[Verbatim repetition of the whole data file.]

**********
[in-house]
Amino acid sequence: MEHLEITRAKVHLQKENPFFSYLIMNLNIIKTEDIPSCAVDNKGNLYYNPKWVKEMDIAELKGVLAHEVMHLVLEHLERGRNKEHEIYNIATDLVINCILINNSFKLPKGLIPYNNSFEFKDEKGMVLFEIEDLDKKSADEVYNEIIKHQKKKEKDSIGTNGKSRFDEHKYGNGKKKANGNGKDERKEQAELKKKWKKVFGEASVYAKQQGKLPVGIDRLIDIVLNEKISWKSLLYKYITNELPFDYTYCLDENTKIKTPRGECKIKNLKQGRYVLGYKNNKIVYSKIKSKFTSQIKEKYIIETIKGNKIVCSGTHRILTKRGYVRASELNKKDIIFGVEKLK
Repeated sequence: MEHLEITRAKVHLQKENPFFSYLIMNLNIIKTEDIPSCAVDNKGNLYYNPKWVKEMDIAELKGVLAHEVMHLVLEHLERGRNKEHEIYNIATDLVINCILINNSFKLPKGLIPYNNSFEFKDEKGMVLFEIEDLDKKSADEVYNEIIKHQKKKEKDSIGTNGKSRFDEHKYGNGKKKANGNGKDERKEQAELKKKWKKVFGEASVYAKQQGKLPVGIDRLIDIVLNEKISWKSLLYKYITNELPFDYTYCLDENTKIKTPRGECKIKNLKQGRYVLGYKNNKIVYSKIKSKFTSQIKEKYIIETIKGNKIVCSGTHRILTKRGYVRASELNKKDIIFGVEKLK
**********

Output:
[in-house]
Amino acid sequence: MEHLEITRAKVHLQKENPFFSYLIMNLNIIKTEDIPSCAVDNKGNLYYNPKWVKEMDIAELKGVLAHEVMHLVLEHLERGRNKEHEIYNIATDLVINCILINNSFKLPKGLIPYNNSFEFKDEKGMVLFEIEDLDKKSADEVYNEIIKHQKKKEKDSIGTNGKSRFDEHKYGNGKKKANGNGKDERKEQAELKKKWKKVFGEASVYAKQQGKLPVGIDRLIDIVLNEKISWKSLLYKYITNELPFDYTYCLDENTKIKTPRGECKIKNLKQGRYVLGYKNNKIVYSKIKSKFTSQIKEKYIIETIKGNKIVCSGTHRILTKRGYVRASELNKKDIIFGVEKLK
Repeated sequence: MEHLEITRAKVHLQKENPFFSYLIMNLNIIKTEDIPSCAVDNKGNLYYNPKWVKEMDIAELKGVLAHEVMHLVLEHLERGRNKEHEIYNIATDLVINCILINNSFKLPKGLIPYNNSFEFKDEKGMVLFEIEDLDKKSADEVYNEIIKHQKKKEKDSIGTNGKSRFDEHKYGNGKKKANGNGKDERKEQAELKKKWKKVFGEASVYAKQQGKLPVGIDRLIDIVLNEKISWKSLLYKYITNELPFDYTYCLDENTKIKTPRGECKIKNLKQGRYVLGYKNNKIVYSKIKSKFTSQIKEKYIIETIKGNKIVCSGTHRILTKRGYVRASELNKKDIIFGVEKLK